A new guideline for the communication of research results has been developed to improve reproducibility, replication and transparency in the life sciences.
The new MDAR (Research Materials, Design, Analysis and Reporting) framework will harmonize the recording of results in several major journals, according to its developers.
The existing guidelines deal with specific parts of biomedical research, such as ARRIVE – which relates to animal research – and CONSORT, associated with the notification of clinical trials.
The MDAR framework – developed by a team from the University of Edinburgh, the Center for Open Science and six major journal publishers – complements them by establishing basic minimum reporting requirements and best practice recommendations.
The framework is described in a new publication in the Proceedings of the National Academy of Sciences.
Experimenting with various guidelines resulted in a fragmented landscape which, while improving reporting, wasted time for authors and editors.
According to the team, the flexibility of the framework provides an opportunity for harmonization between journal publications, making it easier for authors to know what is expected when submitting a manuscript and improving portability between journals. journals.
This flexibility will also facilitate adoption by publishers. They will be able to select the sections of the Framework that are most appropriate for the scope of specific journals.
The framework includes an optional checklist for authors, editors or reviewers and explanatory documents to facilitate implementation.
The checklist was tested on 289 manuscripts submitted to 13 different journals. Feedback from authors, editors and external experts was then used to improve the framework.
The team hopes that the framework will also be useful for other organizations, such as funders who can indicate their reporting expectations to their beneficiaries during the initial design of studies.
Professor Malcolm Macleod, Academic Head of Research Improvement and Research Integrity at the University of Edinburgh, said: “Improving research is a challenge – it requires continuous effort, adapting to the changing demands and circumstances of the time. No single intervention will suffice, but we hope that the MDAR framework can contribute to the range of initiatives that support improvement. “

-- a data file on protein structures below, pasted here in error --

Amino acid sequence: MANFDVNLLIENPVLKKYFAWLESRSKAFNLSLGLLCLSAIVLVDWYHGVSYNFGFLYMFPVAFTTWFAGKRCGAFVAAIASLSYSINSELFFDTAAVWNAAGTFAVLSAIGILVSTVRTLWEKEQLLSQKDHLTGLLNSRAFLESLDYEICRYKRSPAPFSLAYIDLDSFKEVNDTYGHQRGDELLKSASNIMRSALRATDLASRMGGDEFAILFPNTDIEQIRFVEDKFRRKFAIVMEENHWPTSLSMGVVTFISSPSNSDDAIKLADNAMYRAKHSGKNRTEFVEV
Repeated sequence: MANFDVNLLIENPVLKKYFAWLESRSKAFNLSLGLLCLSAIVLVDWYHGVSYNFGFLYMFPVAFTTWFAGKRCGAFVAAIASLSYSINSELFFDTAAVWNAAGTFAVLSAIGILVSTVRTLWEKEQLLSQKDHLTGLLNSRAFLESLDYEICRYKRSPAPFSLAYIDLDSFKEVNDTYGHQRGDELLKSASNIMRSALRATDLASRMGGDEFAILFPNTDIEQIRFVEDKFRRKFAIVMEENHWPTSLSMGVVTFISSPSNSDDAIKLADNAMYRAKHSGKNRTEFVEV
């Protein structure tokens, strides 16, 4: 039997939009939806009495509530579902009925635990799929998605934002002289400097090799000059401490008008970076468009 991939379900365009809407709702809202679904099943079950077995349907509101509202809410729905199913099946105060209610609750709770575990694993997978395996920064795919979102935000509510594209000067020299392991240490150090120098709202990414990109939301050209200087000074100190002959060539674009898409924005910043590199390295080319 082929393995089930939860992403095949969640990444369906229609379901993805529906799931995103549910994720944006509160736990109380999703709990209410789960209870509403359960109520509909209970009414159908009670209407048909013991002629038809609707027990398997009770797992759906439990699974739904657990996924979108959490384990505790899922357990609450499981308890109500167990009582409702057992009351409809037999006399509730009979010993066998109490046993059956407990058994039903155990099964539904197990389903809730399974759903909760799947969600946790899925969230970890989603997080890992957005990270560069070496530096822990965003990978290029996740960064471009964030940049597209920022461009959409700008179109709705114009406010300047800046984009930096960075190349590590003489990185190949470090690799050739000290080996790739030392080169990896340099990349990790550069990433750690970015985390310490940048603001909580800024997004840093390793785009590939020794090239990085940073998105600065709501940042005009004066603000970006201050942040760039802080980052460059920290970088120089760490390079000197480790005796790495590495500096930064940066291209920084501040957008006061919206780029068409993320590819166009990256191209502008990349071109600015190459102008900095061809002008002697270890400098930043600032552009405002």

The six editors who have worked on the Framework include Science/ AAAS, eLife, Cell/ Elsevier, PLOS, Springer Nature and Wiley.
The full set of MDAR resources are available in a collection on the Open Science Framework. It will be maintained and updated as a community resource.
Veronique Kiermer, Chief Scientific Officer at PLOS, said: “As more journals adopt similar reporting guidelines, they collectively raise the bar and make it easier for authors to know what is expected. Over time, as research and reporting practices change, we hope that journals will continue to evolve their advice to authors, moving from minimum requirement to best practice. “
Sowmya Swaminathan, Editorial Policy and Research Integrity Manager, Nature Portfolio, Springer Nature, said: “Through my work in several journals, I have learned that improving the quality of publications is a complex task, each journal presenting its own challenges. The MDAR framework can be applied broadly and flexibly so that journals can choose an implementation level that suits their needs. The MDAR framework can be applied broadly and flexibly so that journals can choose an implementation level that suits their needs. “
David Mellor, Policy Director of the Center for Open Science, said: “This framework will add clarity for researchers, readers and journals to reduce barriers to replicating empirical findings. At COS, we are happy to manage MDAR so that it can remain a viable practice for the foreseeable future. “